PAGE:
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Yoko Ono, Sean Lennon tour Pa. gas drilling sites

January 18, 2013
By MICHAEL RUBINKAM , THE ASSOCIATED PRESS

MONTROSE, Pa. - Yoko Ono, Sean Lennon and Susan Sarandon spoke out against fracking Thursday during a tour of natural-gas drilling sites in northeastern Pennsylvania, warning about what they view as the danger to air, water and human health.

The celebrities boarded a tour bus in New York City and headed to rural Susquehanna County to see gas wells, compressor stations and other evidence of the Marcellus Shale drilling boom, and to visit with residents who say they have been negatively impacted by drilling.

Ono and her son formed a group called "Artists Against Fracking" to oppose drilling in New York state, where they own a farm and where drilling and hydraulic fracturing have been on hold for several years while officials there develop regulations for the industry. Local anti-drilling activists led Thursday's tour in Pennsylvania, where thousands of wells have been drilled and fracked in recent years.

Article Photos

AP PHOTO
Yoko Ono, left, and her son Sean Lennon chat aboard a bus on the way to visit fracking sites in Pennsylvania Thursday. They are touring natural-gas drilling sites in northeastern Pennsylvania and visiting with residents who say they've been harmed by the controversial extraction process known as fracking.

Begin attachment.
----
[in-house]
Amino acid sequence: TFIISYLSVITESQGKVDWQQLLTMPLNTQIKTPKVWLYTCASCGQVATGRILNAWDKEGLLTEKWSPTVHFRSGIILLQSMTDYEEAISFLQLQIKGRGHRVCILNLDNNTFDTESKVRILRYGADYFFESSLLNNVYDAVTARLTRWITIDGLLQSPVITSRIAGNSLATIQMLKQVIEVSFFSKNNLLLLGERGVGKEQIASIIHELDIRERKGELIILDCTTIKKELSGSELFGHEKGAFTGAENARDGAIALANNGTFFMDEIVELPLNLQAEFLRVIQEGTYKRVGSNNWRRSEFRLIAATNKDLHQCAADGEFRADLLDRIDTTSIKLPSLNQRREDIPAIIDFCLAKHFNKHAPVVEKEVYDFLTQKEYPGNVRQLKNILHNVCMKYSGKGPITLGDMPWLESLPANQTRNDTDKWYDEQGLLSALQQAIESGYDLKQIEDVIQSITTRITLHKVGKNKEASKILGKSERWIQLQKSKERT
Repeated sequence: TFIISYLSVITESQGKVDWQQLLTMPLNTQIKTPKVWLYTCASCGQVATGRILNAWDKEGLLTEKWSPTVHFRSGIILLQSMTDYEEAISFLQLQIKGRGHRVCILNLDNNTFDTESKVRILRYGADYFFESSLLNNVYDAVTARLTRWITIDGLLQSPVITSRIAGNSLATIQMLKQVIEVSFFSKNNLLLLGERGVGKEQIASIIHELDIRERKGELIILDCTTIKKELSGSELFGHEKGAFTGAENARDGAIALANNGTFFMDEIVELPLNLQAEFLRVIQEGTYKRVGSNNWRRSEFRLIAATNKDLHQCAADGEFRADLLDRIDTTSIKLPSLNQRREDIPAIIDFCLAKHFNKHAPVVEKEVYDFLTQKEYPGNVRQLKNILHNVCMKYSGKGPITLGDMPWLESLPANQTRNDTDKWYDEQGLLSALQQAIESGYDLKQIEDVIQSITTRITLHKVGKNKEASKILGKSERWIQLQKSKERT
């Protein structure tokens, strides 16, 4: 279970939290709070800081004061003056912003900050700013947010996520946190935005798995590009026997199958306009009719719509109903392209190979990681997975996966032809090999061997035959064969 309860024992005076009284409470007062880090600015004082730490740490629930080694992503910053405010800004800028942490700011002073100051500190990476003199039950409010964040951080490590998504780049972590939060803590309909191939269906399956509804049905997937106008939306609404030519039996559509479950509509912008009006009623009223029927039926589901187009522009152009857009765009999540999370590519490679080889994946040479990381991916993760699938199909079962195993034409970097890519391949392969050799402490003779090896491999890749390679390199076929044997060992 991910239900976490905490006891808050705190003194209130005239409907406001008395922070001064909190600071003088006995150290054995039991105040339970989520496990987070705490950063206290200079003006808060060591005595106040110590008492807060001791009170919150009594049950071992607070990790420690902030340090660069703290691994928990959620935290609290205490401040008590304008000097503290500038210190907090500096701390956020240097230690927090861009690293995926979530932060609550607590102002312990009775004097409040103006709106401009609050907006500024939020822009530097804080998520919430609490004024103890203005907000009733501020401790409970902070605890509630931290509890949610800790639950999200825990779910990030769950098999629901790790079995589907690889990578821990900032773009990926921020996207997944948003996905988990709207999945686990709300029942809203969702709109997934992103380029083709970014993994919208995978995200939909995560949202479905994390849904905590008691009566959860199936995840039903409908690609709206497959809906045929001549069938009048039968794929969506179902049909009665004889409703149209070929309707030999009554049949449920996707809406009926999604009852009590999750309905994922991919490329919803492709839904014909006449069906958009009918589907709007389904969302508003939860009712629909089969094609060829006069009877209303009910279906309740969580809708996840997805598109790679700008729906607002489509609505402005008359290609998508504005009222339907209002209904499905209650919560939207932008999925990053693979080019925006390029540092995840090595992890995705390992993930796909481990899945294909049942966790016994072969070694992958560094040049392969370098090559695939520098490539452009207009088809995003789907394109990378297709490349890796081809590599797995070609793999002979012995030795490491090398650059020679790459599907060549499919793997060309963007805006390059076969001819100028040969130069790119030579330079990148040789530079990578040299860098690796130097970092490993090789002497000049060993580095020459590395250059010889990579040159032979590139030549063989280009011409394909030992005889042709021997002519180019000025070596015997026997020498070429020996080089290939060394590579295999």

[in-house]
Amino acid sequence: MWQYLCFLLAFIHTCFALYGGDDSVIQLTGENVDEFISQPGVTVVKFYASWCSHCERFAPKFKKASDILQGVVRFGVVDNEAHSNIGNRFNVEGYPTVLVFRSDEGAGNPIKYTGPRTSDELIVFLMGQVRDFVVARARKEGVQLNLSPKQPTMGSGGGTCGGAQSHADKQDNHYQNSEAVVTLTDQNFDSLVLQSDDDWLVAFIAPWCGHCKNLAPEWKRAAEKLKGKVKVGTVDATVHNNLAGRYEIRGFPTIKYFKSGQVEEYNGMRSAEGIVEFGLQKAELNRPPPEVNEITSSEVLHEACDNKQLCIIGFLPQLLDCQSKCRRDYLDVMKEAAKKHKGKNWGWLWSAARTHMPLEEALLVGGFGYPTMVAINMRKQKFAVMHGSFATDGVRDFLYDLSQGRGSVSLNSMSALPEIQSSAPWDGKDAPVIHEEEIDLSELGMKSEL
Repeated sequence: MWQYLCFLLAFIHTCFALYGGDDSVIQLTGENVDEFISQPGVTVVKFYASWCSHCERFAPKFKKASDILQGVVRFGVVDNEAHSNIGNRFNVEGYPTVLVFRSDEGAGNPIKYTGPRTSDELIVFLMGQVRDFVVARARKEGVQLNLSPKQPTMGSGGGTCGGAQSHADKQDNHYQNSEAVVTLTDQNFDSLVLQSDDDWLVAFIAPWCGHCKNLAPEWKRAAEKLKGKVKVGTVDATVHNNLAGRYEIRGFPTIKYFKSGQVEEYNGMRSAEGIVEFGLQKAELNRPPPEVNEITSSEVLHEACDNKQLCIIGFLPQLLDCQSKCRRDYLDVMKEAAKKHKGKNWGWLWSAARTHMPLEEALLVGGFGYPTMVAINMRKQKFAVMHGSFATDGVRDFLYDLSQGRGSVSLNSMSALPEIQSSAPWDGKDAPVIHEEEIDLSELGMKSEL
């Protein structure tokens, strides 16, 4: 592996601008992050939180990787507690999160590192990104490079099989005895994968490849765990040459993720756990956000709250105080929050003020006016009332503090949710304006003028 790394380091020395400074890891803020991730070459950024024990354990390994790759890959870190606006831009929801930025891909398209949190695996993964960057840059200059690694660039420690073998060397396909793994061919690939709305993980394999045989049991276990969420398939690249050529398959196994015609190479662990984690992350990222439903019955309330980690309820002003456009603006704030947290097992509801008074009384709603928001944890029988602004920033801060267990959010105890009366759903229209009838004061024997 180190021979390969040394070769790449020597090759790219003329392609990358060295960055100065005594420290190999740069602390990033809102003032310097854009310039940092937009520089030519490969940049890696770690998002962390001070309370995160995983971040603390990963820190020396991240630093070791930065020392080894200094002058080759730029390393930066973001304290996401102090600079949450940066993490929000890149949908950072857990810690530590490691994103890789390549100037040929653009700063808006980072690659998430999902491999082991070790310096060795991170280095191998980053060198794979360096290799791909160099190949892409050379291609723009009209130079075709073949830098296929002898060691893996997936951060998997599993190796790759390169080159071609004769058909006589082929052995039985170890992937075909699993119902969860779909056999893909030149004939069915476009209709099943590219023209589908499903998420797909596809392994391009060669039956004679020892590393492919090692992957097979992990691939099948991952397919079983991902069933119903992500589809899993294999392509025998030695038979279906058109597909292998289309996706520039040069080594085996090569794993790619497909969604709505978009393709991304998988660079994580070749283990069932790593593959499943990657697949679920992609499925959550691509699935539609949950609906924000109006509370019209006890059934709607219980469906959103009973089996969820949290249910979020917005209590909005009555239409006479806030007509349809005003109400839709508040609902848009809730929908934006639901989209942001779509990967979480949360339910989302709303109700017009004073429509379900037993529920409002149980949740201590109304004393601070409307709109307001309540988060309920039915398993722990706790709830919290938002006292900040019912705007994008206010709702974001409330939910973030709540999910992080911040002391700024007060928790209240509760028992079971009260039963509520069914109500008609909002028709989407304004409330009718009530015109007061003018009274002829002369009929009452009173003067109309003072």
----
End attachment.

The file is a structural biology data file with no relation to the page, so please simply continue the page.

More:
At one well pad, Lennon guided his 79-year-old mother over mud and ice so they could get a better look.

"We hope that what's happened here will be a lesson for New Yorkers," he said. "I hope that New Yorkers will learn from this and tell Gov. (Andrew) Cuomo that it's not something we have to do."

Ono accused the gas industry of disregarding residents' welfare. "They care about making money," she said.

Drillers use the fracking technique to stimulate oil and gas production. It involves the high-pressure injection of millions of gallons of water, along with sand and chemical additives, deep underground to break apart shale rock and free the gas trapped inside it. The industry and many federal and state officials say fracking is safe when done properly, but environmental groups and some scientists contend the risk of contamination is too great.

 
 

 

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